I recently found out that I'm a dual citizen of the US and South Korea by birth and I'm still kind of processing how it all works and the internet search I've been doing is not going well, so if you can explain it very thoroughly, I'd appreciate it.
(I'm a girl, so you don't have to say anything about the compulsory military service.)
Say that I'm in the states right now and I want to travel to South Korea, will I use my Korean passport and when I return to the states, I use my US passport? So it's like whichever country I'm traveling to, I use that country's passport?
Also, can you explain the double taxation?
And, what will the nationality of my child, if I am a dual citizen and the father has just one citizenship of a country, for example, US citizenship?
Please include examples, I have to be able to picture them to understand it.
- FoofaLv 712 months agoFavorite Answer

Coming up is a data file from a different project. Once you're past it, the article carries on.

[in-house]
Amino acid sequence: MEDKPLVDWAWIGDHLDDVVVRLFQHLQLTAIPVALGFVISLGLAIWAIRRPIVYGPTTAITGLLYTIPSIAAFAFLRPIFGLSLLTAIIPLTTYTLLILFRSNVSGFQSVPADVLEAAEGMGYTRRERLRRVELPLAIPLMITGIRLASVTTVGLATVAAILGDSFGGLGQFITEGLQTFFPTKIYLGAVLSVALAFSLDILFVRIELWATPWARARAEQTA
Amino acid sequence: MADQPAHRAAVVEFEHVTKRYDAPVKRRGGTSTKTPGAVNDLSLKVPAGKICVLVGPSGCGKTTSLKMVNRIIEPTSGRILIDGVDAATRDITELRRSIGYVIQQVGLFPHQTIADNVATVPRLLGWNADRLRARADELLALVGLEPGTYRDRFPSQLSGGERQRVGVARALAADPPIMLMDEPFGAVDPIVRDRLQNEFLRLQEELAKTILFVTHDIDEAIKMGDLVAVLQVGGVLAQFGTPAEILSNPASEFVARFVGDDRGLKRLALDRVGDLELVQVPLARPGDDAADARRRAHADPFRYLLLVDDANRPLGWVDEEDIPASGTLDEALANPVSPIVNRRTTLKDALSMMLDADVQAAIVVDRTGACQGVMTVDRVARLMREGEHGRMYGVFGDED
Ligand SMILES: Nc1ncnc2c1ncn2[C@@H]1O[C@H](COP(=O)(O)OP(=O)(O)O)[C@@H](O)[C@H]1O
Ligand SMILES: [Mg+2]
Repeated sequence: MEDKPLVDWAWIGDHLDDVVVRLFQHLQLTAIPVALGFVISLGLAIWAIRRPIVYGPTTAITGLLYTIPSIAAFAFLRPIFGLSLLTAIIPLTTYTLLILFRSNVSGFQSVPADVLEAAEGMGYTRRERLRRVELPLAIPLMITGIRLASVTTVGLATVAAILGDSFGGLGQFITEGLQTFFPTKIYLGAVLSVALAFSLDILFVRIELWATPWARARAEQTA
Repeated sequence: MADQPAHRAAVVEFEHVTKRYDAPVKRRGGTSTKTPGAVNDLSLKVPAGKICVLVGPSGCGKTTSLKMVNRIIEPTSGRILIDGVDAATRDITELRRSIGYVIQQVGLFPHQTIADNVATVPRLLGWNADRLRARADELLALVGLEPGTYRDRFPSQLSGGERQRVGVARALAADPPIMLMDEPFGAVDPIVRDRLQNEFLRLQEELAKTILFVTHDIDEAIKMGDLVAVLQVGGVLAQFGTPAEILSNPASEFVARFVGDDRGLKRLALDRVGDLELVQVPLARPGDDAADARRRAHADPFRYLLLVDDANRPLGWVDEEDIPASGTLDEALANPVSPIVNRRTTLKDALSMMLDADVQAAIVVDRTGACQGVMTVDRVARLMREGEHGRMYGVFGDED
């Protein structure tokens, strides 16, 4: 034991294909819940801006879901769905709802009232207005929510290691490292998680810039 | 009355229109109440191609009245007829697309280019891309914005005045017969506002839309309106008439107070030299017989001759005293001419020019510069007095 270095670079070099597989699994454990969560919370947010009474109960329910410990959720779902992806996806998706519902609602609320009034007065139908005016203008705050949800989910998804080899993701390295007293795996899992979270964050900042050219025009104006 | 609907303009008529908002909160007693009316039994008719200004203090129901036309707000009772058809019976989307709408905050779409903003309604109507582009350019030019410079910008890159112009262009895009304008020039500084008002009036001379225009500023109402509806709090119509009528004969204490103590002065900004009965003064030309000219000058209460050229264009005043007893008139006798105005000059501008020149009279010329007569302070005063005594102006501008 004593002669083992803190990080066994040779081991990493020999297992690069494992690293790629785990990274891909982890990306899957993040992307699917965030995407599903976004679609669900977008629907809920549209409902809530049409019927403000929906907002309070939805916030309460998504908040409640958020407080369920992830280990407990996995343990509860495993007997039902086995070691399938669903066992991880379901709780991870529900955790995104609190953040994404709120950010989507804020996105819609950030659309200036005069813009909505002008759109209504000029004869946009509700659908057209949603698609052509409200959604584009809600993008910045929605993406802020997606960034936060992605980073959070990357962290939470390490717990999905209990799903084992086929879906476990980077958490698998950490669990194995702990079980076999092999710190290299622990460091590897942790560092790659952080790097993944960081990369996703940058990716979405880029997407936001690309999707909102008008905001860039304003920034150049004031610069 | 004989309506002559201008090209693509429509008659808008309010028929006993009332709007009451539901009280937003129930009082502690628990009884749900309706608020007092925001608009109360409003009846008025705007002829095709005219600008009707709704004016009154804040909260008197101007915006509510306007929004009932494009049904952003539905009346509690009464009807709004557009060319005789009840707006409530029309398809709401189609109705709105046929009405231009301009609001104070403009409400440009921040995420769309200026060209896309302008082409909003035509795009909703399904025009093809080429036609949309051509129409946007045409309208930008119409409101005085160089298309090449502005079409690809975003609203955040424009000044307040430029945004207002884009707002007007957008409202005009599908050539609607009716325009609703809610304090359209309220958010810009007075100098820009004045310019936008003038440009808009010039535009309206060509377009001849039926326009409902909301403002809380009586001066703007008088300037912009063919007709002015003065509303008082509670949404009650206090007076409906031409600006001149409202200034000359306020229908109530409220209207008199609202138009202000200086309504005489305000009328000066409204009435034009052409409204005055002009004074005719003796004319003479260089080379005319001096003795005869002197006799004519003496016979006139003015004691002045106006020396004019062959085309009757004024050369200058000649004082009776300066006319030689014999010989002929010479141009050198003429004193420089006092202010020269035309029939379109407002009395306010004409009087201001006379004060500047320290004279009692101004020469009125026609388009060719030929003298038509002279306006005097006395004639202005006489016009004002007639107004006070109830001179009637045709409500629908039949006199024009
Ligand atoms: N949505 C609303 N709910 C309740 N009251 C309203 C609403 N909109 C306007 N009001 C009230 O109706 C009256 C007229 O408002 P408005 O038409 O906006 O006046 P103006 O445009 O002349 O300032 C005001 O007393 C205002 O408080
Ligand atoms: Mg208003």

US citizens are technically supposed to use only their US passports but in most cases as long as you use the same passport to clear customs that you used to board the plane you'll be fine. Of course SK would then consider you a tourist and you'd only be able to stay for 90 days. US citizens are compelled to file tax returns every year no matter where in the world they live. But they're rate double taxes because there are standing arrangements with many countries to make sure that doesn't happen. Most nations also have certain residency requirements for you to be able to pass your citizenship on to a child. So this sort of depends on where you plan to live your life.